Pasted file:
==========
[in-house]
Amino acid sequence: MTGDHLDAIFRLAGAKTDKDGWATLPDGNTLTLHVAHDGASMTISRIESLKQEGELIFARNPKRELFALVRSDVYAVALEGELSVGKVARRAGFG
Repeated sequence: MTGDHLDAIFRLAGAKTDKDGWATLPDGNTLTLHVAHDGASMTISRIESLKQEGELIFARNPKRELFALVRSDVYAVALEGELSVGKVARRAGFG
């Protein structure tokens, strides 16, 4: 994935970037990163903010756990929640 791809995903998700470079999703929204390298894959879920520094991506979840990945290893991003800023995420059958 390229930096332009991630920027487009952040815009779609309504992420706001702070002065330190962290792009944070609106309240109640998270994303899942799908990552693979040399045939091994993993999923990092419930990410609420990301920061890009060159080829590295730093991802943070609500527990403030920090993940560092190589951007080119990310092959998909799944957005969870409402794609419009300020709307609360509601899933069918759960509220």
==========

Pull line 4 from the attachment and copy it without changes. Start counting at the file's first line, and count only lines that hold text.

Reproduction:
């Protein structure tokens, strides 16, 4: 994935970037990163903010756990929640 791809995903998700470079999703929204390298894959879920520094991506979840990945290893991003800023995420059958 390229930096332009991630920027487009952040815009779609309504992420706001702070002065330190962290792009944070609106309240109640998270994303899942799908990552693979040399045939091994993993999923990092419930990410609420990301920061890009060159080829590295730093991802943070609500527990403030920090993940560092190589951007080119990310092959998909799944957005969870409402794609419009300020709307609360509601899933069918759960509220």